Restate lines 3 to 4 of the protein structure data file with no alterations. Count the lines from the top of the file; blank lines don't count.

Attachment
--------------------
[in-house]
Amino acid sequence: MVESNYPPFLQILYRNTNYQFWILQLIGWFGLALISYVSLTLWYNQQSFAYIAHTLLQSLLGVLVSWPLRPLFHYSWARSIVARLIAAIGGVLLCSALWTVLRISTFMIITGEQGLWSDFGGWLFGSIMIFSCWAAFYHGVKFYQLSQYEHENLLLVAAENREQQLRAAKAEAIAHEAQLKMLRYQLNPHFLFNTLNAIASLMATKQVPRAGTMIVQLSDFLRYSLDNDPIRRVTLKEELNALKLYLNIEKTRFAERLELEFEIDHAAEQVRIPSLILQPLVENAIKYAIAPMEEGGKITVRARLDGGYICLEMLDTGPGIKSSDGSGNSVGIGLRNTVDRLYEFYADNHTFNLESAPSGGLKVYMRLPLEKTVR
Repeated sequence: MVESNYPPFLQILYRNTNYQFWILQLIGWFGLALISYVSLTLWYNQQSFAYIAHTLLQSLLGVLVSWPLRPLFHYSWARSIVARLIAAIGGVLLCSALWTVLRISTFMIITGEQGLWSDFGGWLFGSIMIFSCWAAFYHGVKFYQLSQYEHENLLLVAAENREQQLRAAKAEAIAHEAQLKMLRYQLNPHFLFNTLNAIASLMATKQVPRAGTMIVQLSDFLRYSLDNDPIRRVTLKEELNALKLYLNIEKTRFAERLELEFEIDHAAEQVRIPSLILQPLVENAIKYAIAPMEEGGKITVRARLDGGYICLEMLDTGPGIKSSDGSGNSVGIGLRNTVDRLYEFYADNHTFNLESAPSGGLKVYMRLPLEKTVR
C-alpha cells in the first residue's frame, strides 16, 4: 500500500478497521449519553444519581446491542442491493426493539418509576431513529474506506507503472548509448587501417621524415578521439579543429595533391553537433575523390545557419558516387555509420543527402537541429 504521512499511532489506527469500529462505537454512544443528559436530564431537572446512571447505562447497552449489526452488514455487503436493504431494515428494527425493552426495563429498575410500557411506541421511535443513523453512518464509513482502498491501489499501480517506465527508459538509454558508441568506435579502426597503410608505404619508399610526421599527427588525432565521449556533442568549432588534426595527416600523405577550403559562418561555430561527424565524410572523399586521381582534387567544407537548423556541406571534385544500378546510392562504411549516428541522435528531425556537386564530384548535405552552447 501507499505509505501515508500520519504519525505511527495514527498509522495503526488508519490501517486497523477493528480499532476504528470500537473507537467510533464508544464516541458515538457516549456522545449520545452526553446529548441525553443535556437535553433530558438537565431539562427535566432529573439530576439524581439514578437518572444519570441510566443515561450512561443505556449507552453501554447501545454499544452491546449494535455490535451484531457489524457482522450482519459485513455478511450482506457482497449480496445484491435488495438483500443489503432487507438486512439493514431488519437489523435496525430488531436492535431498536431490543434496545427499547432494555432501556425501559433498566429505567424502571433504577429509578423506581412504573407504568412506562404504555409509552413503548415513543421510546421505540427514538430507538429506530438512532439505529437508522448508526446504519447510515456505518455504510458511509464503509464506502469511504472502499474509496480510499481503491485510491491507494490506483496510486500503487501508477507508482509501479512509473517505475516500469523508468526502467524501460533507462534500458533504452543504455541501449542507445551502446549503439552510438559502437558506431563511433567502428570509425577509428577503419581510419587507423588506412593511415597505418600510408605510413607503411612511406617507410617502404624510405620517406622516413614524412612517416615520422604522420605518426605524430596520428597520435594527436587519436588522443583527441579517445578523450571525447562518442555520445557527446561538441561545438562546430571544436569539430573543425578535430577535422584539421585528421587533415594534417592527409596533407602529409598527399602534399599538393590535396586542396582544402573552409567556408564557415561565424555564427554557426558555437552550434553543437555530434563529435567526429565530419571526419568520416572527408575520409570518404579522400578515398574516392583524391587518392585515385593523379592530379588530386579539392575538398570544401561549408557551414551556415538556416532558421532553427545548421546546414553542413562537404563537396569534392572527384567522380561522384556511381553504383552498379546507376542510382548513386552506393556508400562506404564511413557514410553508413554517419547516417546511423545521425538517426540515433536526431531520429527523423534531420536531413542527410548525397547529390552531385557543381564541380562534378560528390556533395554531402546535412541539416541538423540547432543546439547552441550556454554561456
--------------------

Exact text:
Repeated sequence: MVESNYPPFLQILYRNTNYQFWILQLIGWFGLALISYVSLTLWYNQQSFAYIAHTLLQSLLGVLVSWPLRPLFHYSWARSIVARLIAAIGGVLLCSALWTVLRISTFMIITGEQGLWSDFGGWLFGSIMIFSCWAAFYHGVKFYQLSQYEHENLLLVAAENREQQLRAAKAEAIAHEAQLKMLRYQLNPHFLFNTLNAIASLMATKQVPRAGTMIVQLSDFLRYSLDNDPIRRVTLKEELNALKLYLNIEKTRFAERLELEFEIDHAAEQVRIPSLILQPLVENAIKYAIAPMEEGGKITVRARLDGGYICLEMLDTGPGIKSSDGSGNSVGIGLRNTVDRLYEFYADNHTFNLESAPSGGLKVYMRLPLEKTVR
C-alpha cells in the first residue's frame, strides 16, 4: 500500500478497521449519553444519581446491542442491493426493539418509576431513529474506506507503472548509448587501417621524415578521439579543429595533391553537433575523390545557419558516387555509420543527402537541429 504521512499511532489506527469500529462505537454512544443528559436530564431537572446512571447505562447497552449489526452488514455487503436493504431494515428494527425493552426495563429498575410500557411506541421511535443513523453512518464509513482502498491501489499501480517506465527508459538509454558508441568506435579502426597503410608505404619508399610526421599527427588525432565521449556533442568549432588534426595527416600523405577550403559562418561555430561527424565524410572523399586521381582534387567544407537548423556541406571534385544500378546510392562504411549516428541522435528531425556537386564530384548535405552552447 501507499505509505501515508500520519504519525505511527495514527498509522495503526488508519490501517486497523477493528480499532476504528470500537473507537467510533464508544464516541458515538457516549456522545449520545452526553446529548441525553443535556437535553433530558438537565431539562427535566432529573439530576439524581439514578437518572444519570441510566443515561450512561443505556449507552453501554447501545454499544452491546449494535455490535451484531457489524457482522450482519459485513455478511450482506457482497449480496445484491435488495438483500443489503432487507438486512439493514431488519437489523435496525430488531436492535431498536431490543434496545427499547432494555432501556425501559433498566429505567424502571433504577429509578423506581412504573407504568412506562404504555409509552413503548415513543421510546421505540427514538430507538429506530438512532439505529437508522448508526446504519447510515456505518455504510458511509464503509464506502469511504472502499474509496480510499481503491485510491491507494490506483496510486500503487501508477507508482509501479512509473517505475516500469523508468526502467524501460533507462534500458533504452543504455541501449542507445551502446549503439552510438559502437558506431563511433567502428570509425577509428577503419581510419587507423588506412593511415597505418600510408605510413607503411612511406617507410617502404624510405620517406622516413614524412612517416615520422604522420605518426605524430596520428597520435594527436587519436588522443583527441579517445578523450571525447562518442555520445557527446561538441561545438562546430571544436569539430573543425578535430577535422584539421585528421587533415594534417592527409596533407602529409598527399602534399599538393590535396586542396582544402573552409567556408564557415561565424555564427554557426558555437552550434553543437555530434563529435567526429565530419571526419568520416572527408575520409570518404579522400578515398574516392583524391587518392585515385593523379592530379588530386579539392575538398570544401561549408557551414551556415538556416532558421532553427545548421546546414553542413562537404563537396569534392572527384567522380561522384556511381553504383552498379546507376542510382548513386552506393556508400562506404564511413557514410553508413554517419547516417546511423545521425538517426540515433536526431531520429527523423534531420536531413542527410548525397547529390552531385557543381564541380562534378560528390556533395554531402546535412541539416541538423540547432543546439547552441550556454554561456